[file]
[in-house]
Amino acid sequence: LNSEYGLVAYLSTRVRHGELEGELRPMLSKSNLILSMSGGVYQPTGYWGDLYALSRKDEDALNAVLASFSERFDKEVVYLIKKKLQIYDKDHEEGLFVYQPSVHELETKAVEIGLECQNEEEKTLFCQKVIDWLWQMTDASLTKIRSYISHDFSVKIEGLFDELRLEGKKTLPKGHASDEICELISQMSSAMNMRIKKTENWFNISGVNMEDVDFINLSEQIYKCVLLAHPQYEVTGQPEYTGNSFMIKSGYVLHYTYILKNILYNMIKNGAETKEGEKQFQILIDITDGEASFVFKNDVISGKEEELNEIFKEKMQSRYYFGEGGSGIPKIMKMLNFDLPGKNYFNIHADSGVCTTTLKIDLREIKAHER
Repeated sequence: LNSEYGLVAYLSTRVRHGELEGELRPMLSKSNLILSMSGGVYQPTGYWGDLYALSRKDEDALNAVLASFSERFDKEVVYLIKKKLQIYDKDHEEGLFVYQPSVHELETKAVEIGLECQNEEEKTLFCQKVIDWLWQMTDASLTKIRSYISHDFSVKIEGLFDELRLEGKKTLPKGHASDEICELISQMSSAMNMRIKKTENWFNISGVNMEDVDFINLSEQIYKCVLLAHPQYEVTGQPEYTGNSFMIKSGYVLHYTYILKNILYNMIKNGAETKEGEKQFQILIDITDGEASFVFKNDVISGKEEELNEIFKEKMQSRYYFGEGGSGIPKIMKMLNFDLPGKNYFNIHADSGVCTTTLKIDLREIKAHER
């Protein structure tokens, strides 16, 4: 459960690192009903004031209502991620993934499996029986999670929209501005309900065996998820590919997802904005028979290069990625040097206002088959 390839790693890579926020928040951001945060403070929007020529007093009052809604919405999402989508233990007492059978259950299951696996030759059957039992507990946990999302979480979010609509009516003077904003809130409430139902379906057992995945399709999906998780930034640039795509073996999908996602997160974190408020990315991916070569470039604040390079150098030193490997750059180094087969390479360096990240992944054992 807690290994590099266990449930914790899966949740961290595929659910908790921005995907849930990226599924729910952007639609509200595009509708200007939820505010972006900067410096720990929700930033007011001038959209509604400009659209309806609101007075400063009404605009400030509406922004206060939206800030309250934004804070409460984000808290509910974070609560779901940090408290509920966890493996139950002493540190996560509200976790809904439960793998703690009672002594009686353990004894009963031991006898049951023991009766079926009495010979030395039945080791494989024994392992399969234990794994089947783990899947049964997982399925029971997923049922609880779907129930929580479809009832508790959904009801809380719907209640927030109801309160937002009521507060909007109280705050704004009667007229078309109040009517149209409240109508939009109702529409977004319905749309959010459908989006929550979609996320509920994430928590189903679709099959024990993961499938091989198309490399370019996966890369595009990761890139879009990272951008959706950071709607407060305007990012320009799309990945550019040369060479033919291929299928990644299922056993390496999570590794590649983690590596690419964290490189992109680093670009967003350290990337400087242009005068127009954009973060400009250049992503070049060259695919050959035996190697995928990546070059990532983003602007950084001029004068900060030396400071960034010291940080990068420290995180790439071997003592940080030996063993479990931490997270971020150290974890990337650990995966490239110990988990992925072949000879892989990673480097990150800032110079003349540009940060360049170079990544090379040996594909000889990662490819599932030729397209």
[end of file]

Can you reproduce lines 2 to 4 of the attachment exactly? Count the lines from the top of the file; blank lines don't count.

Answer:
Amino acid sequence: LNSEYGLVAYLSTRVRHGELEGELRPMLSKSNLILSMSGGVYQPTGYWGDLYALSRKDEDALNAVLASFSERFDKEVVYLIKKKLQIYDKDHEEGLFVYQPSVHELETKAVEIGLECQNEEEKTLFCQKVIDWLWQMTDASLTKIRSYISHDFSVKIEGLFDELRLEGKKTLPKGHASDEICELISQMSSAMNMRIKKTENWFNISGVNMEDVDFINLSEQIYKCVLLAHPQYEVTGQPEYTGNSFMIKSGYVLHYTYILKNILYNMIKNGAETKEGEKQFQILIDITDGEASFVFKNDVISGKEEELNEIFKEKMQSRYYFGEGGSGIPKIMKMLNFDLPGKNYFNIHADSGVCTTTLKIDLREIKAHER
Repeated sequence: LNSEYGLVAYLSTRVRHGELEGELRPMLSKSNLILSMSGGVYQPTGYWGDLYALSRKDEDALNAVLASFSERFDKEVVYLIKKKLQIYDKDHEEGLFVYQPSVHELETKAVEIGLECQNEEEKTLFCQKVIDWLWQMTDASLTKIRSYISHDFSVKIEGLFDELRLEGKKTLPKGHASDEICELISQMSSAMNMRIKKTENWFNISGVNMEDVDFINLSEQIYKCVLLAHPQYEVTGQPEYTGNSFMIKSGYVLHYTYILKNILYNMIKNGAETKEGEKQFQILIDITDGEASFVFKNDVISGKEEELNEIFKEKMQSRYYFGEGGSGIPKIMKMLNFDLPGKNYFNIHADSGVCTTTLKIDLREIKAHER
């Protein structure tokens, strides 16, 4: 459960690192009903004031209502991620993934499996029986999670929209501005309900065996998820590919997802904005028979290069990625040097206002088959 390839790693890579926020928040951001945060403070929007020529007093009052809604919405999402989508233990007492059978259950299951696996030759059957039992507990946990999302979480979010609509009516003077904003809130409430139902379906057992995945399709999906998780930034640039795509073996999908996602997160974190408020990315991916070569470039604040390079150098030193490997750059180094087969390479360096990240992944054992 807690290994590099266990449930914790899966949740961290595929659910908790921005995907849930990226599924729910952007639609509200595009509708200007939820505010972006900067410096720990929700930033007011001038959209509604400009659209309806609101007075400063009404605009400030509406922004206060939206800030309250934004804070409460984000808290509910974070609560779901940090408290509920966890493996139950002493540190996560509200976790809904439960793998703690009672002594009686353990004894009963031991006898049951023991009766079926009495010979030395039945080791494989024994392992399969234990794994089947783990899947049964997982399925029971997923049922609880779907129930929580479809009832508790959904009801809380719907209640927030109801309160937002009521507060909007109280705050704004009667007229078309109040009517149209409240109508939009109702529409977004319905749309959010459908989006929550979609996320509920994430928590189903679709099959024990993961499938091989198309490399370019996966890369595009990761890139879009990272951008959706950071709607407060305007990012320009799309990945550019040369060479033919291929299928990644299922056993390496999570590794590649983690590596690419964290490189992109680093670009967003350290990337400087242009005068127009954009973060400009250049992503070049060259695919050959035996190697995928990546070059990532983003602007950084001029004068900060030396400071960034010291940080990068420290995180790439071997003592940080030996063993479990931490997270971020150290974890990337650990995966490239110990988990992925072949000879892989990673480097990150800032110079003349540009940060360049170079990544090379040996594909000889990662490819599932030729397209």